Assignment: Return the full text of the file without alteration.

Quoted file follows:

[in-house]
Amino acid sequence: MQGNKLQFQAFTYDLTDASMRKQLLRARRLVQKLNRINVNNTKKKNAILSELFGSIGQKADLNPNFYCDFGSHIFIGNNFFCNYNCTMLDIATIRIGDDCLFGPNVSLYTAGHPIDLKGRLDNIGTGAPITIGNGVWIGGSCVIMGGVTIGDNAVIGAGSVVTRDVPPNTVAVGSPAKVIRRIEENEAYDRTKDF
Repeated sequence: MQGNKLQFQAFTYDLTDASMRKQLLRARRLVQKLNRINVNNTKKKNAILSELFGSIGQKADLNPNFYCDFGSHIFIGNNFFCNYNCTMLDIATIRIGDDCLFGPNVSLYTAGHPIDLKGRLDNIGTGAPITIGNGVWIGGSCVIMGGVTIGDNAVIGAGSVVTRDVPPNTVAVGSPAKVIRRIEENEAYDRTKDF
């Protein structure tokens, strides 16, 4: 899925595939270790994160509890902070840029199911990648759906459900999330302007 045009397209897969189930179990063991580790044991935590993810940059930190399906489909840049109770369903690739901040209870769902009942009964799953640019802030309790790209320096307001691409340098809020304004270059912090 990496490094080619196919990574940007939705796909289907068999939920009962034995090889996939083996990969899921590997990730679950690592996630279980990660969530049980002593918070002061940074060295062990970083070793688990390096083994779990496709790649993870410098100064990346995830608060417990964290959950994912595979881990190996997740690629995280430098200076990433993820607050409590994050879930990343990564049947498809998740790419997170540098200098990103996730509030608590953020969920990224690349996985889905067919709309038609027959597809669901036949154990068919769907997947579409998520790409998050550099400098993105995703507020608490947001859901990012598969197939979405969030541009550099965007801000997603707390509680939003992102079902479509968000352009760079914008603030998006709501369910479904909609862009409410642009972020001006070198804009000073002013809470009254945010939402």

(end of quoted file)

[in-house]
Amino acid sequence: MQGNKLQFQAFTYDLTDASMRKQLLRARRLVQKLNRINVNNTKKKNAILSELFGSIGQKADLNPNFYCDFGSHIFIGNNFFCNYNCTMLDIATIRIGDDCLFGPNVSLYTAGHPIDLKGRLDNIGTGAPITIGNGVWIGGSCVIMGGVTIGDNAVIGAGSVVTRDVPPNTVAVGSPAKVIRRIEENEAYDRTKDF
Repeated sequence: MQGNKLQFQAFTYDLTDASMRKQLLRARRLVQKLNRINVNNTKKKNAILSELFGSIGQKADLNPNFYCDFGSHIFIGNNFFCNYNCTMLDIATIRIGDDCLFGPNVSLYTAGHPIDLKGRLDNIGTGAPITIGNGVWIGGSCVIMGGVTIGDNAVIGAGSVVTRDVPPNTVAVGSPAKVIRRIEENEAYDRTKDF
């Protein structure tokens, strides 16, 4: 899925595939270790994160509890902070840029199911990648759906459900999330302007 045009397209897969189930179990063991580790044991935590993810940059930190399906489909840049109770369903690739901040209870769902009942009964799953640019802030309790790209320096307001691409340098809020304004270059912090 990496490094080619196919990574940007939705796909289907068999939920009962034995090889996939083996990969899921590997990730679950690592996630279980990660969530049980002593918070002061940074060295062990970083070793688990390096083994779990496709790649993870410098100064990346995830608060417990964290959950994912595979881990190996997740690629995280430098200076990433993820607050409590994050879930990343990564049947498809998740790419997170540098200098990103996730509030608590953020969920990224690349996985889905067919709309038609027959597809669901036949154990068919769907997947579409998520790409998050550099400098993105995703507020608490947001859901990012598969197939979405969030541009550099965007801000997603707390509680939003992102079902479509968000352009760079914008603030998006709501369910479904909609862009409410642009972020001006070198804009000073002013809470009254945010939402």